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I need to run an algorithm with worst-case runtime Θ(n^2). After that I need to run an algorithm 5 times with a runtime of Θ(n^2) every time it runs.

What is the combined worst-case runtime of these algorithms ?

In my head, the formula will look something like this:

( N^2 + (N^2 * 5) )

But when I've to analyse it in theta notation my guess is that it runs in Θ(n^2) time.

Am I right?

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1  
IIRC it doesn't matter how many times it runs, it would still be N^2 time... But school was a long time ago for me so can someone else confirm that? Also, this might be more of a question for programmers.stackexchange.com though – nullability Apr 30 '13 at 19:33
    
2N^2 is still O(n^2) complexity, however the equation to describe the program would obviously look different. – christopher Apr 30 '13 at 19:34
    
I wasent sure where to put this question but yes, I also believe that it will run N^2 times. – Jungler Apr 30 '13 at 19:35
    
this are homeworks. – mightyuhu Apr 30 '13 at 19:52

Two times O(N^2) is still O(N^2), ten times O(N^2) is still O(N^2), five times O(N^2) is still O(N^2), any times O(N^2) is still O(N^2) as long as 'any' is a constant.

Same answer holds for \Theta instead of O.

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does your answer still hold in theta notation? He doesn't want big-oh – im so confused Apr 30 '13 at 19:37
    
@AK4749 Yes it does – ElKamina Apr 30 '13 at 19:39
    
downvote removed, thanks for the clarification! – im so confused Apr 30 '13 at 19:40
    
Food for thought. If N=200 then N^2 = 40000. You say "any" number times N^2 is the same. But if that number is 200 then you have N^3 – William Falcon Apr 30 '13 at 19:40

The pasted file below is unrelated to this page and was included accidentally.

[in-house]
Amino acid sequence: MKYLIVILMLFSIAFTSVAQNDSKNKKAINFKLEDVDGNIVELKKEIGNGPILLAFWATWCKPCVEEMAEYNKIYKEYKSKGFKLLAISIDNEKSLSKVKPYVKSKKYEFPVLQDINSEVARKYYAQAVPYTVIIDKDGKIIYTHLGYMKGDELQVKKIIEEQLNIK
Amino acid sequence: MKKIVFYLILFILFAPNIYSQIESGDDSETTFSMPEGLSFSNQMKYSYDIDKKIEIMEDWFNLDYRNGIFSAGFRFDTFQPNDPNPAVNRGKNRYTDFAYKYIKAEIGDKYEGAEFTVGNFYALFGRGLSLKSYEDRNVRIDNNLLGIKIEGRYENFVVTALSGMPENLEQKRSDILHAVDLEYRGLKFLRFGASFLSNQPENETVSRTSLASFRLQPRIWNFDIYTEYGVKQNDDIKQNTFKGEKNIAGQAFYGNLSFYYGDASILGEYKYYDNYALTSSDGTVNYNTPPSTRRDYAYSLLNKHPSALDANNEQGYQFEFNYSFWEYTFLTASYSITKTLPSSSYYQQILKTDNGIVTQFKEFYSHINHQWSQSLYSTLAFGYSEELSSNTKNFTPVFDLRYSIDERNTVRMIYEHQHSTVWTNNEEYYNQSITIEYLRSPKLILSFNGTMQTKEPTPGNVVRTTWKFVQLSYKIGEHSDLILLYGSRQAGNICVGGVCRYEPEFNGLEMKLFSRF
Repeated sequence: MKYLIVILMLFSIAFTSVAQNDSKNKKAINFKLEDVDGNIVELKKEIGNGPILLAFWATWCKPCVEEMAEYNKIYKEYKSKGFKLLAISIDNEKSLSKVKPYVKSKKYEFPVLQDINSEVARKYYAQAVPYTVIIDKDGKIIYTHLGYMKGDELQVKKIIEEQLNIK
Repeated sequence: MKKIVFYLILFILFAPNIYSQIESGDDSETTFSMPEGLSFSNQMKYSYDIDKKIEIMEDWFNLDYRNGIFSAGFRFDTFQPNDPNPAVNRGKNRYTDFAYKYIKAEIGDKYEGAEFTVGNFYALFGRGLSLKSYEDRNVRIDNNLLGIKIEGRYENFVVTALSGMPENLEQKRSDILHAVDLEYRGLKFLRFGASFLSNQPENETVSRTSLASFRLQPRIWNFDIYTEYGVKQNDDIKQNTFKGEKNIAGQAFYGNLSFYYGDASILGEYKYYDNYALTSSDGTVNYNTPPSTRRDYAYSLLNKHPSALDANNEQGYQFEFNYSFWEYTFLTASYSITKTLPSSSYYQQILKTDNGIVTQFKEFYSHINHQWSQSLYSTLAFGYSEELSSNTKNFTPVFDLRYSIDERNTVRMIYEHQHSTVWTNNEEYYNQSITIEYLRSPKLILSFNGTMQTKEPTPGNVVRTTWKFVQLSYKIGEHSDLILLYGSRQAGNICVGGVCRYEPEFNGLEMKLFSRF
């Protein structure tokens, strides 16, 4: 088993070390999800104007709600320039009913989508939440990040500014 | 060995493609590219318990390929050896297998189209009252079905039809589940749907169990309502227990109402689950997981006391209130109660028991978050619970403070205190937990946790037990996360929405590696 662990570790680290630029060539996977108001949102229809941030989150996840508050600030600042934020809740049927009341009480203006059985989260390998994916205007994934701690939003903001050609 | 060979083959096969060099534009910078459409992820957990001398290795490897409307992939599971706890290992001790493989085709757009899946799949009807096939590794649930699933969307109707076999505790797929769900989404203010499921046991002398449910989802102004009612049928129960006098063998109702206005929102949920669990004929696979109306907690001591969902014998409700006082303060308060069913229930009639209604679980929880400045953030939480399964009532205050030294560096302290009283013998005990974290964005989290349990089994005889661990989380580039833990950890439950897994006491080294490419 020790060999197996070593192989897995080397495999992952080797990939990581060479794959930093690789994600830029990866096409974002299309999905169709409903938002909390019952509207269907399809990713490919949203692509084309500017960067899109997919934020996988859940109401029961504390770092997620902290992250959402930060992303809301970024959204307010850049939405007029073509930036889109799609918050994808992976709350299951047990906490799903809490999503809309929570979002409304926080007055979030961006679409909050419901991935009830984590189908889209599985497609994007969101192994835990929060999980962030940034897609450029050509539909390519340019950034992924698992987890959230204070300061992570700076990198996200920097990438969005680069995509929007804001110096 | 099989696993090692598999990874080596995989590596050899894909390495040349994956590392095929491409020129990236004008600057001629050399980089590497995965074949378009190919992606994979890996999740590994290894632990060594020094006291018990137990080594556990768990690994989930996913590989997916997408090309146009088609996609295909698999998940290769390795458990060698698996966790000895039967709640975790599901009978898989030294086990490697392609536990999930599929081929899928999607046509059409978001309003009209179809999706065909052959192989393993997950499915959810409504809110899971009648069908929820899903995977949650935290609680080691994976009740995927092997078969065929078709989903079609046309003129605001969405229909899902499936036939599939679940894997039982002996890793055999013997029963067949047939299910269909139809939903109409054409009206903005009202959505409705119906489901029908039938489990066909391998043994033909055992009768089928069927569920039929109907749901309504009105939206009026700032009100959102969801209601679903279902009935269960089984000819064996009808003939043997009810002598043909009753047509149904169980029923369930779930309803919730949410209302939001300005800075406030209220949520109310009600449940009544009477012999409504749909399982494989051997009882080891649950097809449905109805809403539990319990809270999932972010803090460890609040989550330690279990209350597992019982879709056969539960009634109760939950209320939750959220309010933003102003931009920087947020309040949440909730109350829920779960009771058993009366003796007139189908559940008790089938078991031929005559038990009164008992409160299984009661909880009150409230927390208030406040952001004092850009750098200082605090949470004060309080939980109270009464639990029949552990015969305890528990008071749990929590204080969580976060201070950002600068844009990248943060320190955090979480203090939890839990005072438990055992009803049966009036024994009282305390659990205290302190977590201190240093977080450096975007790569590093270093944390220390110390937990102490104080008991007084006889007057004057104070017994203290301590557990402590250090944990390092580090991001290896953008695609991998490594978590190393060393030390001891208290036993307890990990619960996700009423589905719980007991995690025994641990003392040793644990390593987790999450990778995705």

3  
@waf It is asymptotic notation. So we are worried about cases when n tends to infinity. – ElKamina Apr 30 '13 at 19:42

It is O(n^2) regardless because what you have is basically O(6n^2), which is still O(n^2) because you can ignore the constant. What you're looking at is something that belongs to a set of functions and not the function itself.

Essentially, 6n^2 ∈ O(n^2).

EDIT

You asked about Θ as well. Θ gives you the lower and upper bound, whereas O gives you the upper bound only. You only get the lower bound with Ω. Θ is the intersection of these two.

Anything that is Θ(f(n)) is also O(f(n)), but not the other way round.

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does your answer still hold in theta notation? He doesn't want big-oh – im so confused Apr 30 '13 at 19:37
    
@AK4749 Good point; I missed his last sentence. – Vivin Paliath Apr 30 '13 at 19:38
    
No worries, I myself only remember Big-Oh so wanted to make sure - i think Theta is strict, so constants do matter? – im so confused Apr 30 '13 at 19:39
1  
@AK4749 IIRC, big theta simply means that the function is between the upper and lower bounds, so it is between both big-o and omega. So anything that is big theta is also big-o, but not the other way round. – Vivin Paliath Apr 30 '13 at 19:41

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